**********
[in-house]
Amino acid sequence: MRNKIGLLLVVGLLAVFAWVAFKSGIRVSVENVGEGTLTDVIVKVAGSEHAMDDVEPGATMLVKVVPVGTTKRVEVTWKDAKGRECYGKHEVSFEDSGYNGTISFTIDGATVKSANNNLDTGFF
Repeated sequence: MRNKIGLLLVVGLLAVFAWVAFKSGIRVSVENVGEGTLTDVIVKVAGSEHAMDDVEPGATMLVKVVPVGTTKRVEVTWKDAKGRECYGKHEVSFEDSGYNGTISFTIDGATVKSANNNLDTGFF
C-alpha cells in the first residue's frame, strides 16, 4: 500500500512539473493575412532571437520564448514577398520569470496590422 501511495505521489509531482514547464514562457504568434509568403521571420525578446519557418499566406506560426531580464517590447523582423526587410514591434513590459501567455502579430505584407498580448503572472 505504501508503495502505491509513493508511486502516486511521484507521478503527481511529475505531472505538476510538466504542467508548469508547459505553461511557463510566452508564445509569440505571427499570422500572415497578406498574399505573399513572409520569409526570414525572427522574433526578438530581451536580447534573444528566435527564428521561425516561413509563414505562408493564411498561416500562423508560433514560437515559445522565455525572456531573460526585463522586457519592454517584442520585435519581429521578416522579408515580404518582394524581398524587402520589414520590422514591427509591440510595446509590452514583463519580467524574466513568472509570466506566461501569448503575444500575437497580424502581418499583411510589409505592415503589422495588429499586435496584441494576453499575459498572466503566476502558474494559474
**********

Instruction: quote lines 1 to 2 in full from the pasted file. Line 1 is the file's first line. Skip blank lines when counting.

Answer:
[in-house]
Amino acid sequence: MRNKIGLLLVVGLLAVFAWVAFKSGIRVSVENVGEGTLTDVIVKVAGSEHAMDDVEPGATMLVKVVPVGTTKRVEVTWKDAKGRECYGKHEVSFEDSGYNGTISFTIDGATVKSANNNLDTGFF